Mid- and far-infrared luminosity functions and galaxy evolution from multiwavelength Spitzer observations up to z ~ 2.5
G. Rodighiero1, M. Vaccari1, A. Franceschini1, L. Tresse2, O. Le Fevre2, V. Le Brun2, C. Mancini3,4,5, I. Matute3,6, A. Cimatti5, L. Marchetti1, O. Ilbert2,7, S. Arnouts2,8, M. Bolzonella9, E. Zucca9, S. Bardelli9, C. J. Lonsdale10, D. Shupe10, J. Surace10, M. Rowan-Robinson11, B. Garilli12, G. Zamorani9, L. Pozzetti9, M. Bondi13, S. de la Torre2, D. Vergani9, P. Santini14,15, A. Grazian15 and A. Fontana15
Department of Astronomy, University of Padova,
Vicolo dell'Osservatorio 3, 35122 Padova, Italy e-mail: firstname.lastname@example.org
2 Laboratoire d'Astrophysique de Marseille, OAMP, UMR6110, CNRS-Université de Provence, 38 rue Frederic Joliot-Curie, 13388 Cedex 13, France
3 Dipartimento di Astronomia e Scienza dello Spazio, Università degli Studi di Firenze, Largo E. Fermi 3 50125, Firenze, Italy
4 Osservatorio Astrofisico di Arcetri (OAF), INAF-Firenze, Largo E. Fermi 5, 50125 Firenze, Italy
5 Dipartimento di Astronomia, Università di Bologna, via Ranzani 1, 40127 Bologna, Italy
6 Dipartimento di Fisica E. Amaldi, Università degli Studi Roma Tre, via della Vasca 84, 00146 Roma, Italy
7 Institute for Astronomy, 2680 Woodlawn Dr., University of Hawaii, Honolulu, Hawaii, 96822, USA
8 Canada France Hawaii Telescope corporation, Mamalahoa Hwy, Kamuela, 96743, USA
9 INAF-Osservatorio Astronomico di Bologna, via Ranzani 1, 40127, Bologna, Italy
10 Infrared Processing and Analysis Center, California Institute of Technology, 100-22, Pasadena, CA 91125, USA
11 Astrophysics Group, Blackett Laboratory, Imperial College of Science Technology and Medicine, Prince Consort Road, London SW7 2BZ, UK
12 IASF-INAF, Via Bassini 15, 20133, Milano, Italy
13 IRA-INAF, Via Gobetti 101, 40129, Bologna, Italy
14 Dipartimento di Fisica, Università di Roma La Sapienza, P.le A. Moro 2, 00185 Roma, Italy
15 INAF - Osservatorio Astronomico di Roma, via Frascati 33, 00040 Monteporzio (RM), Italy
Accepted: 21 November 2009
Context. Studies of the infrared (IR) emission of cosmic sources have proven essential to constraining the evolutionary history of cosmic star formation and the gravitational accretion of nuclear black holes, because many of these events occur inside heavily dust-extinguished environments.
Aims. The Spitzer Space Telescope has provided a large amount of data to constrain the nature and cosmological evolution of infrared source populations. In the present paper we exploit a large homogeneous dataset to derive a self-consistent picture of IR emission based on the time-dependent = 24, 15, 12, and 8 μm monochromatic and bolometric IR luminosity functions (LF) over the full 0 < z < 2.5 redshift range.
Methods. Our present analysis is based on a combination of data from deep Spitzer surveys of the VIMOS VLT Deep Survey (VVDS-SWIRE) and GOODS fields. To our limiting flux of S24 = 400 μJy, our sample derived from VVDS-SWIRE includes 1494 sources, and 666 and 904 sources brighter than S24 = 80 μJy are catalogued in GOODS-S and GOODS-N, respectively, for a total area of ~0.9 square degrees. Apart from a few galaxies, we obtain reliable optical identifications and redshifts for all these sources, providing a rich and robust dataset for our luminosity function determination. The final combined reliable sample includes 3029 sources, the fraction with photometric redshifts being 72% over all redshifts and almost all galaxies at z > 1.5. Based on the multiwavelength information available in these areas, we constrain the LFs at 8, 12, 15, and 24 μm. We also infer the total IR luminosities from our best-fit model of the observed SEDs of each source, and use this to derive the bolometric (8–1000 μm) LF and comoving volume emissivity to z ~ 2.5.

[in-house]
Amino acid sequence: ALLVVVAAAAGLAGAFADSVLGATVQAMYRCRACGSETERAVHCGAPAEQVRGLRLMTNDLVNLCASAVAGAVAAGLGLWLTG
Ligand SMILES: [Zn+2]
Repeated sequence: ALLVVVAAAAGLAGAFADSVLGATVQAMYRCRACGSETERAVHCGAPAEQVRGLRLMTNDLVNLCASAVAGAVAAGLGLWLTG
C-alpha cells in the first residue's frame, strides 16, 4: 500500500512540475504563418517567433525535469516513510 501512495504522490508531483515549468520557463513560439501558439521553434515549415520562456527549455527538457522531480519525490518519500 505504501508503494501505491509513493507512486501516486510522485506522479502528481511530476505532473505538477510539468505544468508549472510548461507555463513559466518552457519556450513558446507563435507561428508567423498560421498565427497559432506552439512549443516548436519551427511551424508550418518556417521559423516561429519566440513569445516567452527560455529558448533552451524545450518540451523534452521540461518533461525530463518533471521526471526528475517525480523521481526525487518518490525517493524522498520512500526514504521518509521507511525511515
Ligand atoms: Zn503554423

Results. In the redshift interval 0 < z < 1, the bolometric IR luminosity density evolves as (1 + z). Although it is more uncertain at higher-z, our results show a flattening in the IR luminosity density at z > 1. The mean redshift of the peak in the source number density shifts with luminosity: the brightest IR galaxies appear to form stars at earlier cosmic times (z > 1.5), while star formation in the less luminous galaxies continues until more recent epochs (z ~ 1 for LIR < 1011 ), in overall agreement with similar analyses in the literature.
Conclusions. Our results are indicative of a rapid increase in the galaxy IR comoving volume emissivity up to z ~ 1 and a constant average emissivity at z > 1. We also appear to measure a difference in the evolutionary rate of the source number densities as a function of luminosity, which is consistent with the downsizing evolutionary patterns reported for other samples of cosmic sources.
Key words: galaxies: evolution / galaxies: fundamental parameters / galaxies: luminosity function, mass function / infrared: galaxies / cosmology: observations / surveys
© ESO, 2010